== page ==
On Monday, November 16th, Dr. Hauerwas extended an invitation to me and my friend Brooke, also studying in Florence through the PC ESE program, to attend an English teaching class at the University of Florence. Initially, I thought we would be sitting off to the side of the class observing the English teacher teach the Italian elementary education students. However, that was not what the Italian professor had in mind.
Dr. Guerin asked us to discuss the different elements of our lesson plan structure to the class. Normally, that would not be a problem. However, this was a class of 300 Italian students whom I did not know if they would be able to understand us at all. Brooke and I stood in front of the class and went section by section through our lesson plan format, describing the main components as well as examples of information you would find in each section of the lessons we both brought along. The class seemed very interested in what we had to say.
The English teacher explained to Brooke and I that the structure of the Italian University has them learning the theories discussed in education for the first two years. It is not until the third year they begin their internship and start observing students in a school setting. That struck me as very interesting because from the start the program PC offers requires some amount of interaction with school-aged kids, whether in the classroom or in an after school program, starting freshman year. Because the group of students we were presenting to was a group of third year students, they had a lot of questions about lesson plans in general. It was really nice to be able to share and compare teacher education programs internationally.
Following our presentation, groups of Italian students came up to present their final project topics to the professor and class. The final project required the students to incorporate theories they had learned in class to a lesson. The lesson utilized a piece of literature and five concepts they were going to cover when teaching English to the first year group of students in an Italian primary school. The project asked for an overview of the curriculum for the year, month to month, week to week, and day to day if the group chose to split up the responsibilities required of the project in that manner. Since the Italian students have not been asked to write lesson plans at this time, it is more informal. They explained daily procedures as well as specific activities that they were planning to implement when teaching the youngest group English.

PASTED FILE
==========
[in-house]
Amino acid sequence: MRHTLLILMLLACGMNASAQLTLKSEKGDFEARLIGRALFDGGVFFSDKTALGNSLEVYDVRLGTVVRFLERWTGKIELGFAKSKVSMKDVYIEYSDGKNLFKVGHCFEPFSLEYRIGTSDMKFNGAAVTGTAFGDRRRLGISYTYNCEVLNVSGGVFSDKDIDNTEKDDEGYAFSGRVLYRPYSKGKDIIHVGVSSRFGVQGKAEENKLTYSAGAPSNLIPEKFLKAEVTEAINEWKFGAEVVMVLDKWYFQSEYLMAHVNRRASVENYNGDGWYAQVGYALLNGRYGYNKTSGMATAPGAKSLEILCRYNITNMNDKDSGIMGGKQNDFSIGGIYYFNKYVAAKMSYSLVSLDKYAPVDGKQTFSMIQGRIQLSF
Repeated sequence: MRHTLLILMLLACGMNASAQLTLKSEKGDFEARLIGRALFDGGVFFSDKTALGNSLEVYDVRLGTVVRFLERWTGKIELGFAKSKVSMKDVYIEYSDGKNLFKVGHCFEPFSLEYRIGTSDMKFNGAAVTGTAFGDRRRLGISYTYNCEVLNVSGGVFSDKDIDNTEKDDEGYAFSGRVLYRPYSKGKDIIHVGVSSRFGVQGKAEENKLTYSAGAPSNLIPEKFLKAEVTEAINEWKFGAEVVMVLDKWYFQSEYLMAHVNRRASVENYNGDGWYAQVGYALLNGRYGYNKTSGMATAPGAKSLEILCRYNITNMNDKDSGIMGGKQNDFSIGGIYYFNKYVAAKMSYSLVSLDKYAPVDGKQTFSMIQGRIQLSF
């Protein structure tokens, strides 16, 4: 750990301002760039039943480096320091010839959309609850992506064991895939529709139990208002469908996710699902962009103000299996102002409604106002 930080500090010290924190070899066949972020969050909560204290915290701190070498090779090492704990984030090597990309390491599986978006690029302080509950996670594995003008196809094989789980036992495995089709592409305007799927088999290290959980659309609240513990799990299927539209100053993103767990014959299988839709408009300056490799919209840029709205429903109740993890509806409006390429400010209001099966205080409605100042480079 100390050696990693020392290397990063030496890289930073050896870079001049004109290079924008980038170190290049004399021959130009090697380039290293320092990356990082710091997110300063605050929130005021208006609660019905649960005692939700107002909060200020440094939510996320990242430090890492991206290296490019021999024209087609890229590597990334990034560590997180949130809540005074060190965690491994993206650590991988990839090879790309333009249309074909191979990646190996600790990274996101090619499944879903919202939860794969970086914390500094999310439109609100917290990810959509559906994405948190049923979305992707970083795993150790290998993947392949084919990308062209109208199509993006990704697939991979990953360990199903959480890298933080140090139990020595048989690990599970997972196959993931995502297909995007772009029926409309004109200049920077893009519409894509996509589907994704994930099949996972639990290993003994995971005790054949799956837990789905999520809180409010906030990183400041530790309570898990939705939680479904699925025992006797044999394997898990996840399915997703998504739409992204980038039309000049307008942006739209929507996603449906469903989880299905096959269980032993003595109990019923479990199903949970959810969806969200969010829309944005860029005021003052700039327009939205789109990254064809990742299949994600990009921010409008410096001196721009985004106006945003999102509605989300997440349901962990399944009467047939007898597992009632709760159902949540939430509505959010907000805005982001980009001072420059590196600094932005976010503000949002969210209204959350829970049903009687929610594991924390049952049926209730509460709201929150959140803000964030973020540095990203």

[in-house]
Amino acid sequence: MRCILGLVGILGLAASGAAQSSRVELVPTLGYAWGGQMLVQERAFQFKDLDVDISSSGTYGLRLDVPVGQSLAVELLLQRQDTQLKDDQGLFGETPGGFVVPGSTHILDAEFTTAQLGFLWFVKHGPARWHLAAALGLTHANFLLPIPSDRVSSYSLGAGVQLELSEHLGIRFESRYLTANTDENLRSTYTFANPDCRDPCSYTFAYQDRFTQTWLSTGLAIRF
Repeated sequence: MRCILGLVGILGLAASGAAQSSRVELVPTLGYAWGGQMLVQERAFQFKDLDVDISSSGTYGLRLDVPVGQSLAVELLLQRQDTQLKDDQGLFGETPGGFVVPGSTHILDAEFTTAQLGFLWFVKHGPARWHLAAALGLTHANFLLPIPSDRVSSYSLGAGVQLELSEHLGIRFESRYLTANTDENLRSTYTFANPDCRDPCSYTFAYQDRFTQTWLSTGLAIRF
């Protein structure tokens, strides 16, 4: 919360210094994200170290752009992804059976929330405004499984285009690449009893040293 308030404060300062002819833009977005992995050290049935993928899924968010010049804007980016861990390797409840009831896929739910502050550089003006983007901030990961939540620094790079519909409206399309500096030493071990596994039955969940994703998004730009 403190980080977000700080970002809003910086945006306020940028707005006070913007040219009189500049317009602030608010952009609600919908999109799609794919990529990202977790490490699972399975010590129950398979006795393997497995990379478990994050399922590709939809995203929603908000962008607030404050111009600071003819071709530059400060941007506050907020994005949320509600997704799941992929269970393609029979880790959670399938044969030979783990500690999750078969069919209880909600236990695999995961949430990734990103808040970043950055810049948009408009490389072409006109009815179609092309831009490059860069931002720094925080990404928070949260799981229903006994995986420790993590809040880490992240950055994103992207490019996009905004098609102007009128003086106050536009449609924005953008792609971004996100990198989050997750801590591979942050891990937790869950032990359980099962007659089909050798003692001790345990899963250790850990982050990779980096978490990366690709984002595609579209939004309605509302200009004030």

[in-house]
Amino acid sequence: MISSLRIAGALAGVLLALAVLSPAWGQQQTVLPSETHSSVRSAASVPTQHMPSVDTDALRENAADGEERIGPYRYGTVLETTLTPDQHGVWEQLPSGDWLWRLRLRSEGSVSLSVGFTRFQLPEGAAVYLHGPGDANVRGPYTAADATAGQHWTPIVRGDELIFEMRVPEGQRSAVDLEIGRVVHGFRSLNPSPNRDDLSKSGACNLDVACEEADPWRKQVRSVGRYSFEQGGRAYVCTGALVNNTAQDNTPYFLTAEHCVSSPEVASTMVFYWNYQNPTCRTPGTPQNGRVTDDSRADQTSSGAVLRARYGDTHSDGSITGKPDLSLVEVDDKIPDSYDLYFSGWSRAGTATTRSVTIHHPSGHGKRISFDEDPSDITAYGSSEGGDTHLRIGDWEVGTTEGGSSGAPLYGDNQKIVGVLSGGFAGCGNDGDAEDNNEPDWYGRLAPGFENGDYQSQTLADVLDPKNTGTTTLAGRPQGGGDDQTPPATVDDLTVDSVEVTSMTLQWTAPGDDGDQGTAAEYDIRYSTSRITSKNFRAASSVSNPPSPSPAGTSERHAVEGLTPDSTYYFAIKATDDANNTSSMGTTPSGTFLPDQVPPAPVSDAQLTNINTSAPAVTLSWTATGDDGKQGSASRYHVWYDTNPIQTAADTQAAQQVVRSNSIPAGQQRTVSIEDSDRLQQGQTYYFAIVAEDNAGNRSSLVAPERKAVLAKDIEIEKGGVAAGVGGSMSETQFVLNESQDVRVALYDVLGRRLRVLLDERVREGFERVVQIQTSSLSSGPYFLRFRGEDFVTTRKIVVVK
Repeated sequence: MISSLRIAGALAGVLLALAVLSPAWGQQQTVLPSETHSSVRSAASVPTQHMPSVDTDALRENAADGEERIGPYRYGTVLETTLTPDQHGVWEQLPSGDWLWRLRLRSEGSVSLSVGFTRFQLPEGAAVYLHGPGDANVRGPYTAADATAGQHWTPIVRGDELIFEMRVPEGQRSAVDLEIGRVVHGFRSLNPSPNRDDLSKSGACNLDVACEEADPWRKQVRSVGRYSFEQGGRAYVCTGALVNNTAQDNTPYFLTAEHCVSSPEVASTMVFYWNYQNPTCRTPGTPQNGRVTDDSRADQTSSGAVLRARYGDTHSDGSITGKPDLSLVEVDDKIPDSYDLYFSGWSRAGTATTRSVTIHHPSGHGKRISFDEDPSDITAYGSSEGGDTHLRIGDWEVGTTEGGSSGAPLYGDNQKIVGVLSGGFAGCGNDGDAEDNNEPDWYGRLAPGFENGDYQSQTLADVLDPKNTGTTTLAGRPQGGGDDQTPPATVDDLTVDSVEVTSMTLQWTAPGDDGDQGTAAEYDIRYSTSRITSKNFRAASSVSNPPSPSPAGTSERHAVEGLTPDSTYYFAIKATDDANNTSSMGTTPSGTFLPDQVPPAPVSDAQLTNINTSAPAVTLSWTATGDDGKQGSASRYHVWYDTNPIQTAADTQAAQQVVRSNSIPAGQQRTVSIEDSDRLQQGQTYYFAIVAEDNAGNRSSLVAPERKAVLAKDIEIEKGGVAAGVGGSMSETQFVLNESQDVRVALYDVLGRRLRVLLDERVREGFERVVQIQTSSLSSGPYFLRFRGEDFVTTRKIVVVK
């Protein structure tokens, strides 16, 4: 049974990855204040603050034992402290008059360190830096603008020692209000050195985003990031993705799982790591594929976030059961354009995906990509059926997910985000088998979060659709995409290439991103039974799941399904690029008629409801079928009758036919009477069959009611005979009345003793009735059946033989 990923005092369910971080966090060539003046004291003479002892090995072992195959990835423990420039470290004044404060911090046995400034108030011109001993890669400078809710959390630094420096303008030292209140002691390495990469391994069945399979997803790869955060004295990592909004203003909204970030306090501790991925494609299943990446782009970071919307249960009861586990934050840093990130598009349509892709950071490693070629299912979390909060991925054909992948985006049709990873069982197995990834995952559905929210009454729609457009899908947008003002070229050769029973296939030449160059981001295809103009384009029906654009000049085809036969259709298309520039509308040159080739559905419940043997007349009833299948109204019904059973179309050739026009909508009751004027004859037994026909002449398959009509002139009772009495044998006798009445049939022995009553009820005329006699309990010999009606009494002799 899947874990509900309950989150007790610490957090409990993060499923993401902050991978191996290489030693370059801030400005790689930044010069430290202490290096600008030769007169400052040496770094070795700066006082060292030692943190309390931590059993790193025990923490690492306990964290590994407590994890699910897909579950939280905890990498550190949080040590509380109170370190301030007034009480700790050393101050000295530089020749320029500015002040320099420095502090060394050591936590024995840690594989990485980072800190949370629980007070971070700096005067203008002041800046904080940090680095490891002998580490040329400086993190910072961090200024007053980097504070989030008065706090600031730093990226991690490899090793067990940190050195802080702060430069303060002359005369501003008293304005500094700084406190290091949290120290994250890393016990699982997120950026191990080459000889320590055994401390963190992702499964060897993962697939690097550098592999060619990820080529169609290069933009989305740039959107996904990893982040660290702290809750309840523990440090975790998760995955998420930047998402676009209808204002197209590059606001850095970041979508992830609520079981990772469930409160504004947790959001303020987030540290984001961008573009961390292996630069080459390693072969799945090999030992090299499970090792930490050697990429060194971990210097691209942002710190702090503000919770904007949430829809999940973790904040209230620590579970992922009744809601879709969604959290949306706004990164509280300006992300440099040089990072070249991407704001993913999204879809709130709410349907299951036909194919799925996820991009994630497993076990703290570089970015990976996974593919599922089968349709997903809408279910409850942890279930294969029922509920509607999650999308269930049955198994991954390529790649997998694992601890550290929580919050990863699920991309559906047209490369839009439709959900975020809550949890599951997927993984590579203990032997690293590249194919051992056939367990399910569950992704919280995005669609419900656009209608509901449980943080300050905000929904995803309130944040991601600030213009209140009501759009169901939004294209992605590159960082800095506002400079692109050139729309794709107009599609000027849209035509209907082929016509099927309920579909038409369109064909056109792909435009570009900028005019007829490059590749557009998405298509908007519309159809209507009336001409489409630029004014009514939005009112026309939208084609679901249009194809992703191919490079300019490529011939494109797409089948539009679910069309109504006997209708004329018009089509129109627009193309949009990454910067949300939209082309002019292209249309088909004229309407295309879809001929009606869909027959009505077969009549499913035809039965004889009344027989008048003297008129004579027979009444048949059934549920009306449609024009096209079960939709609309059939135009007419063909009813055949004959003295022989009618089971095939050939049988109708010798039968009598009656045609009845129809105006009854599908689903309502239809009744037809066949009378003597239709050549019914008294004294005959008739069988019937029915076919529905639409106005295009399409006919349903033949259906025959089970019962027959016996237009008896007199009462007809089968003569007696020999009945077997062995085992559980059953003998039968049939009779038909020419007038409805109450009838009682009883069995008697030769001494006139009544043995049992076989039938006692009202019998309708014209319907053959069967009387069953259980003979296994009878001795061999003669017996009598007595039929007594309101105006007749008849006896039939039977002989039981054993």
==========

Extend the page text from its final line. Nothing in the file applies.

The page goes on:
I’d be interested to read some of the final projects and see if the structure of the Italian teacher education program prepares them to complete this project with realistic assumptions and expectations of their students. Although the theory is necessary to learn, as you are becoming a teacher, the experience you gain from working with students directly is not something you can learn from a textbook. That’s my personal opinion. Overall being involved in this experience is truly a representation of the unique experience I have had studying abroad compared to being in the US.
On Monday, November 16th, Dr. Hauerwas extended an invitation to me and my friend Brooke, also studying in Florence through the PC ESE program, to attend an English teaching class at the University of Florence. Initially, I thought we would be sitting off to the side of the class observing the English teacher teach the […]MORE
Ciao! My name is Jenn Mega and I am spending the semester in Florence, Italy through the Providence College Elementary/Special Education department. I have been here in Italy since August 31st and it already has been such an amazing experience. For anyone (PC EDU or not) questioning whether they should go abroad or not… GO! It is an unforgettable experience that you will never ever regret doing. Florence is a great city that has so much history to explore, but also modern areas as well. It is home to many American students each semester and therefore is a great place to immerse yourself in Italian culture, but also make friends with other American students from different schools! It is easy to get wrapped up in the city center because there is always something new to see or do, but I also have really enjoyed wandering to the other side of the river (the Arno river is the main river that runs right through the heart of Florence) where many locals are. In addition, my practicum school is about a twenty-minute bus ride on the other side of the river. In this post, I will mostly share my practicum experiences because last week was our first week out at the schools!